Financial Modeling Basics: Forecasting Sales

Forecasting Sales is probably the most important step in building a Financial Model and valuing a company. If you get sales very wrong then all your other numbers will be wrong as well, as sales is the key driver of any non-financial services business.

For mature companies there are generally two methods that analysts use to forecast sales:

  • Growth Rate; and
  • Build-up.

Using a growth rate to forecast sales is generally appropriate under the following conditions:

  1. The level of detail you have available about products sold is limited;
  2. The company has demonstrated relatively stable or predictable sales levels that appear linked to an identifiable driver;
  3. The fundamental drivers affecting sales levels are easy enough to comprehend.

To model sales using Growth Rates, you will have one single assumption per period being modelled, which is the growth rate in sales for that year compared to the prior year. Then the formula structure to use is: This Year's Sales = Last Year's Sales x (1 + growth rate)

The Build-up method requires more detail but can deliver greater accuracy and also identifies which particular drivers are causing sales to increase/decrease/remain unchanced.

The Build-up method requires more information than the Growth Rate method. In order to effectively use the build-up method, you need the following information, or at least assumptions around the following information:

  1. You need to identify each product that the company sells;
  2. You need assumptions about the average price each product is sold at throughout the period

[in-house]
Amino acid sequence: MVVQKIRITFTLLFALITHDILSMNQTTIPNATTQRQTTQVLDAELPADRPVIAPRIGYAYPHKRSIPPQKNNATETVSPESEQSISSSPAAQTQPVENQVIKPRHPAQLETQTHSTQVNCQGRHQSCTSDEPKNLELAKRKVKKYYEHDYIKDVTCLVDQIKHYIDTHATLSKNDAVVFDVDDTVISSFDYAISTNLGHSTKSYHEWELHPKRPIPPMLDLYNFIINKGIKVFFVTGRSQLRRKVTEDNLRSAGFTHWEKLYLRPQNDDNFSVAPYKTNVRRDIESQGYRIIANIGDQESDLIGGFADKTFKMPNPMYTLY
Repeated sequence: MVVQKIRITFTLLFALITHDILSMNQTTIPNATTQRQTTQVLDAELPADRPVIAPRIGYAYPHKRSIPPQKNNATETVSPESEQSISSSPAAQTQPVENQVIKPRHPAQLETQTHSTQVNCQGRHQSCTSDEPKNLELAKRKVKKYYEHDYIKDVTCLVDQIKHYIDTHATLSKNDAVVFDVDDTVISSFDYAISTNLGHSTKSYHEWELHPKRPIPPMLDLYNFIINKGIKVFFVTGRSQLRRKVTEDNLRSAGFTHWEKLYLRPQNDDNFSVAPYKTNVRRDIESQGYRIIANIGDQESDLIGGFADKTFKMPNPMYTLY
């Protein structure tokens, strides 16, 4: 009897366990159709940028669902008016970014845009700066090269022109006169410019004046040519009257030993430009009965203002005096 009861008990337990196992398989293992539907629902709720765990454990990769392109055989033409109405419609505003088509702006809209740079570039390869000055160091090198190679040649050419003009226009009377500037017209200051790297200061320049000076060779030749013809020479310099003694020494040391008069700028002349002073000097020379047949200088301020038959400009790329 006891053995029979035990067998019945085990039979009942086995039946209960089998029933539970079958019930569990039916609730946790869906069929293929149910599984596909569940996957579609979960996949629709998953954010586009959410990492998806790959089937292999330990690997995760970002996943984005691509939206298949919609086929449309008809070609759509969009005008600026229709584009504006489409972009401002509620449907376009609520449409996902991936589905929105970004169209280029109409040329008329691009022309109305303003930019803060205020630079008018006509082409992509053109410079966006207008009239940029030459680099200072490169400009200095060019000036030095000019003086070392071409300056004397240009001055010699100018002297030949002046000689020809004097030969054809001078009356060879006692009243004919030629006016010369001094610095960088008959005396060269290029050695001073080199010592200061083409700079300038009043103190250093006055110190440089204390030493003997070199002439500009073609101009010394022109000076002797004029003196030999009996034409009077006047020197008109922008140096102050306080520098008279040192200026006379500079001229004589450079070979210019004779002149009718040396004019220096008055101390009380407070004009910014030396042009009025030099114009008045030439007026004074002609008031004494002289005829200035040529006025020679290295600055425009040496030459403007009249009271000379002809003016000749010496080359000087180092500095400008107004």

3. You need assumptions about the number of units of each product that are sold throughout the period.

So if a company has 5 products, you need 10 assumptions to forecast sales per period being forecast.

Often companies will disclose some level of detail on the number of products they sell, and the average price and volume of units for each product, however sometimes you will need to make an assumption yourself. For instance if we were forecasting the level of sales for Coca-Cola Amatil in Australia in a year we might use the following build-up (note these assumptions are not verified for accuracy and may misrepresent CCL's actual revenue drivers!):

  • Average person drinks 3L of CokeProducts per week x 20,000,000 relevant customers x 52 weeks in a year = 3,120,000,000L per year;
  • Average revenue per L of Coke product = $1.50
  • Revenue = 3.12B x $1.50 = $4.68B this year

Then we can sanity check this against their historical levels to see whether our assumptions made sense: In 2009 Coca-Cola Amatil had total trading revenue of $4.40B so our forecast assumes an implicit growth rate of 6.4% in trading sales which seems within the bounds of reason.